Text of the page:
- Factory farming of pigs and chickens, which have to be fed antibiotics daily, as the cramped quarters cause a large number of animals to be diseased. Owing to heavy, sustained Green Party lobbying, sow stalls have been banned as of 2015. Nevertheless, thanks to the high prevalence of battery hen operations in New Zealand (and constant exposure of chickens to feces), a high proportion of fresh chicken sold in supermarkets is contaminated with salmonella and/or campylobacter (which, contrary to popular misconception isn't destroyed by freezing but not cooking). Both organisms cause food poisoning in humans. New Zealand enjoys the highest per capita incidence of campylobacter infection in the world.
An Early Laboratory for Neoliberal Reforms
Overall I have enjoyed numerous lifestyle advantages living in New Zealand. There are a few notable exceptions, of course, beyond the emotional isolation of being separated from my family and American friends. Most relate, either directly or indirectly, to the role New Zealand played in the 1980s as the Chile of the South Pacific -- that is as a "laboratory" for the neoliberal reforms subsequently implemented by Ronald Reagan and Margaret Thatcher.
Theoretically neoliberalism is a "market-driven" approach to economic and social policy that stresses the efficiency of private enterprise by opposing any government regulation of corporate abuses or any government role in providing public services other than defense and law enforcement. In practice, neoliberal policies have been universally pro-corporate and anti-free market, promoting vast amounts of legislation (tax law, government contracts, and direct corporate bail-outs) that favor large corporations at the expense of both small business and ordinary citizens.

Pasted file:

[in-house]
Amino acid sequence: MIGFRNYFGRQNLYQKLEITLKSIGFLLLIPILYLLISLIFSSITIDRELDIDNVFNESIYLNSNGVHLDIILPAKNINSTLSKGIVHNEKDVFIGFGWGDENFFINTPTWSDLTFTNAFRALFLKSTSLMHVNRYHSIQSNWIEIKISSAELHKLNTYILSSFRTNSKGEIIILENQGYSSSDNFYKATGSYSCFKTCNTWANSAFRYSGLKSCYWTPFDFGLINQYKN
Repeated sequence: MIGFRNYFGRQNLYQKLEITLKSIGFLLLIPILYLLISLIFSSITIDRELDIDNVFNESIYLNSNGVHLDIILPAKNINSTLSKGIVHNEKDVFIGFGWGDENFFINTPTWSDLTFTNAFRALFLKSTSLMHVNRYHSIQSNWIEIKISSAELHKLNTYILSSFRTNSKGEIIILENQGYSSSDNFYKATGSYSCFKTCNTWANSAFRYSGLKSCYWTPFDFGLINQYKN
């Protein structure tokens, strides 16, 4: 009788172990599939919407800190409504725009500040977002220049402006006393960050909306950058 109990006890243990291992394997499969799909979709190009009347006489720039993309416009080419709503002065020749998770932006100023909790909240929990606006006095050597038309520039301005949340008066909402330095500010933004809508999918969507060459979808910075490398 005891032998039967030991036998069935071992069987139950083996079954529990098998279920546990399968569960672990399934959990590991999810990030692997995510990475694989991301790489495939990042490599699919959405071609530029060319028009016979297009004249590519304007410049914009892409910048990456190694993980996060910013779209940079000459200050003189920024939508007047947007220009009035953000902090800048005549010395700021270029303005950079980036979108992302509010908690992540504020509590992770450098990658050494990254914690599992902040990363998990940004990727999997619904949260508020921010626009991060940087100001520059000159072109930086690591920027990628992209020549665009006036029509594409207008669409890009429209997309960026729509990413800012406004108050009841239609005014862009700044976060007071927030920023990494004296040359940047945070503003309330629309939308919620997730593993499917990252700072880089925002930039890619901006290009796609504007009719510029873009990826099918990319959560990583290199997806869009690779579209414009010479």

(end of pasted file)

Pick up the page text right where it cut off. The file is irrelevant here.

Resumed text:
The University of Chicago is usually credited as the birthplace (in the 1960s) for neoliberalism and Milton Friedman as its father. A frequently overlooked aspect of the 1973 CIA-sponsored coup in Chile was the direct role University of Chicago economists played in advising Chilean dictator Augusto Pinochet on the draconian neoliberal economic and social policies enacted by his brutal regime. New Zealand played a similar role in the early eighties, by (voluntarily?) trying out neoliberal reforms that were later adopted by Ronald Reagan and Margaret Thatcher.
New Zealand: a Second World Country
A relatively poor, second world country, New Zealand presently ranks 22nd in GDP for OECD countries. Americans are always struck by the high cost of living here relative to wages and salaries. Professionals earn far less -- a sacrifice most American and British doctors, teachers and managers are happy to make for New Zealand's "lifestyle" advantages. Although average income is much lower in New Zealand than in most of the developed world, the cost of basic necessities is just as high -- and at times much higher, in the case of gasoline, home energy costs, "export" fish and meats, and fresh vegetables. Central heating is virtually non-existent -- in part because so few people can afford it. Just so no one has any illusions about our climate, the New Zealand winter is relatively short. However except for the far north, it gets just as cold here as in London, Washington D.C. or New York City.